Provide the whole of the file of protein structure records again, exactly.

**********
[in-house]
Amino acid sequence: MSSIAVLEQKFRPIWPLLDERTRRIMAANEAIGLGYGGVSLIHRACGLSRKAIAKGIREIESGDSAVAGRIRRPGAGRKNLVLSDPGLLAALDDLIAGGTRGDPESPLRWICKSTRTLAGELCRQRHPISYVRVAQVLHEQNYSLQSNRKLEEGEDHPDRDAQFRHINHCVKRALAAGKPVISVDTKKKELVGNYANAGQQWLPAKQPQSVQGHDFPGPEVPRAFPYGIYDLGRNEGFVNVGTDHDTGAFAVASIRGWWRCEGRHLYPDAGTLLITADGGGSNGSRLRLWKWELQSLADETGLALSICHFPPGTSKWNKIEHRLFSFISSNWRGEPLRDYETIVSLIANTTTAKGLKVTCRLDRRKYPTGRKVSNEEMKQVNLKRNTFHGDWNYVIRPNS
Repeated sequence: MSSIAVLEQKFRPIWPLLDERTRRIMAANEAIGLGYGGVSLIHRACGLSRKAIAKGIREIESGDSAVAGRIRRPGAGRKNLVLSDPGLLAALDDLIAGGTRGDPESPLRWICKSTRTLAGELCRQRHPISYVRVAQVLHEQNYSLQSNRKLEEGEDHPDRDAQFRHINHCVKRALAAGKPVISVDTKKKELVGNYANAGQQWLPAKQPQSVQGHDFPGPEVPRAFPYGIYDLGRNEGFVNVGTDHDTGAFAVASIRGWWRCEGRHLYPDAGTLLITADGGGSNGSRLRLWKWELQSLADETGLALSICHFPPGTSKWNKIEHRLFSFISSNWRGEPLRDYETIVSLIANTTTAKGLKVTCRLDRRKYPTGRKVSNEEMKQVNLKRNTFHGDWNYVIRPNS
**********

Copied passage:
[in-house]
Amino acid sequence: MSSIAVLEQKFRPIWPLLDERTRRIMAANEAIGLGYGGVSLIHRACGLSRKAIAKGIREIESGDSAVAGRIRRPGAGRKNLVLSDPGLLAALDDLIAGGTRGDPESPLRWICKSTRTLAGELCRQRHPISYVRVAQVLHEQNYSLQSNRKLEEGEDHPDRDAQFRHINHCVKRALAAGKPVISVDTKKKELVGNYANAGQQWLPAKQPQSVQGHDFPGPEVPRAFPYGIYDLGRNEGFVNVGTDHDTGAFAVASIRGWWRCEGRHLYPDAGTLLITADGGGSNGSRLRLWKWELQSLADETGLALSICHFPPGTSKWNKIEHRLFSFISSNWRGEPLRDYETIVSLIANTTTAKGLKVTCRLDRRKYPTGRKVSNEEMKQVNLKRNTFHGDWNYVIRPNS
Repeated sequence: MSSIAVLEQKFRPIWPLLDERTRRIMAANEAIGLGYGGVSLIHRACGLSRKAIAKGIREIESGDSAVAGRIRRPGAGRKNLVLSDPGLLAALDDLIAGGTRGDPESPLRWICKSTRTLAGELCRQRHPISYVRVAQVLHEQNYSLQSNRKLEEGEDHPDRDAQFRHINHCVKRALAAGKPVISVDTKKKELVGNYANAGQQWLPAKQPQSVQGHDFPGPEVPRAFPYGIYDLGRNEGFVNVGTDHDTGAFAVASIRGWWRCEGRHLYPDAGTLLITADGGGSNGSRLRLWKWELQSLADETGLALSICHFPPGTSKWNKIEHRLFSFISSNWRGEPLRDYETIVSLIANTTTAKGLKVTCRLDRRKYPTGRKVSNEEMKQVNLKRNTFHGDWNYVIRPNS